Tethers Unlimited’s HyperBus Receives Additional NASA Funding

HyperBus orbital platform (Credit: Tethers Unlimited)

by Douglas Messier
Managing Editor

NASA has selected Tethers Unlimited Inc. (TUI) for additional funding to develop its HyperBus Cargo (HBC) platform, which is designed to move modules around in space to support orbital construction.

The Small Business Innovation Research (SBIR) phase II award will provide up to $750,000 to further HBC development. NASA previously funded the program with a smaller phase I award.

TUI’s goal is “to create a palletized system that is capable of supporting transport, emplacement, and exchange of sub-modules in the 1-100 kg range,” TUI said.

The HyperBus would enable the “transport, emplacement, servicing, and exchange of sub-modules on persistent platforms assembled in-space. It will provide a cost-effective means for utilizing secondary payload launches and ISS deployment to support construction and operation persistent platforms for Earth science, space astronomy, and manned exploration,” the company added.

“Unlike existing smallsats that are optimized for transporting cubesats and ‘traditional’ payloads, HBC is architected to accommodate non-traditional payloads such as truss members, robotics or fuel tanks for in-space manufacturing, perform proximity operations and assemble systems on-orbit,” TUI said.

TUI said it received a contract from Boeing HorizonX Ventures to study the utility of HyperBus for geosynchronous communications satellite platforms.

The project summary follows.

HyperBus Cargo Platform
Subtopic: In-Space Sub-Modular Assembly

Tethers Unlimited, Inc.
Bothell, WA

Principal Investigator
Mark Hanson

Estimated Technology Readiness Level (TRL) :
Begin: 3
End: 4

Technical Abstract

On-orbit Servicing, Assembly, and Manufacturing (OSAM) enable large, persistent platforms that are not limited by current launch vehicle constraints to be built in space. These platforms are expected to play a key role in near-term lunar missions as well as future missions to Mars.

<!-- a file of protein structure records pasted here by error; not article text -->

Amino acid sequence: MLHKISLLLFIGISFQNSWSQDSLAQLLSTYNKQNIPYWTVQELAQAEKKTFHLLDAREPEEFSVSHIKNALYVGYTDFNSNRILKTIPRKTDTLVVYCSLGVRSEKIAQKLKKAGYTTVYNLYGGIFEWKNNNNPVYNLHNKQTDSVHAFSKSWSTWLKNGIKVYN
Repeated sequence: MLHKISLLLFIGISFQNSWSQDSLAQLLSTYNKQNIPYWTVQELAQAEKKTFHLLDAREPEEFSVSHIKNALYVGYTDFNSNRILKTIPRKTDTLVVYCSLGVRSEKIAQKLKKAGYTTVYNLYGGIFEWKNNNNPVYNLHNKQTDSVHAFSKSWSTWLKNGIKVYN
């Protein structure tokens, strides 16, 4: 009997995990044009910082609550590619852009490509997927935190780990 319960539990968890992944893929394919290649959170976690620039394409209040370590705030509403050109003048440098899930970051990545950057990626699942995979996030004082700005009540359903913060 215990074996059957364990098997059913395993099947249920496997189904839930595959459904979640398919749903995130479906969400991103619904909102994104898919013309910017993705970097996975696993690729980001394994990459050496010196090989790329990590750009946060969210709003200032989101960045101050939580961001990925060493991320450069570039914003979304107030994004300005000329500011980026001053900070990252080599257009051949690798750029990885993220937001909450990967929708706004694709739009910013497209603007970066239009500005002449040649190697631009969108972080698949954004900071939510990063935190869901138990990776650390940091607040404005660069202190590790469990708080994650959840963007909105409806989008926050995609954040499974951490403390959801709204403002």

Current OSAM space systems fall into two broad categories:

1) smallsats that deploy payloads (e.g. cubesat dispenser) or move spacecraft to different orbits (tugs) or

2) large, expensive GEO-based platforms for servicing and assembly.

Tethers Unlimited, Inc. (TUI) proposes a third approach – a HyperBus CARGO (HBC) platform suite that

1) proliferates OSAM by providing capabilities to spacecraft not designed for on-orbit servicing and

2) develops generic payload accommodation, GNC algorithms and system for low-cost platforms. 

Unlike existing smallsats that are optimized for transporting cubesats and “traditional” payloads, HBC is architected to accommodate non-traditional payloads such as truss members, robotics or fuel tanks for in-space manufacturing, perform proximity operations and assemble systems on-orbit.

In Phase I, basic feasibility and architecture were developed and analyzed for small cargo such as cubesats.

In Phase II, TUI proposes to develop a generalized payload accommodation system, adaptable Attitude Control System algorithms that handle changing moments of inertia, and proximity operation suite.

Potential NASA Applications

HyperBus CARGO is a crosscutting technology which directly addresses three of the 2020 NASA Technology Taxonomy: TX04.5.3 Rendezvous, Proximity Operations, and Capture (RPOC) Flight and Ground Systems, TX07.2.4 Micro-Gravity Construction and Assembly, and TX12.4.1 Manufacturing Processes.

HyperBus CARGO is an essential architecture/platform for in-space assembly that requires RPOC where a service vehicle delivers cargo to another platform or depot.

Potential Non-NASA Applications

HyperBus CARGO will support payload logistics and RPO needs for missions such as payload delivery and integration onto persistent GEO platforms, delivery of fuel and hardware to the Air Force NIMITZ platform, and delivery of fuel to/from OrbitFab’s tankers.

During the Phase I TUI received a contract from Boeing/HorizonX to study HyperBus value proposition for GEO communications satellite platform.

Duration: 24 months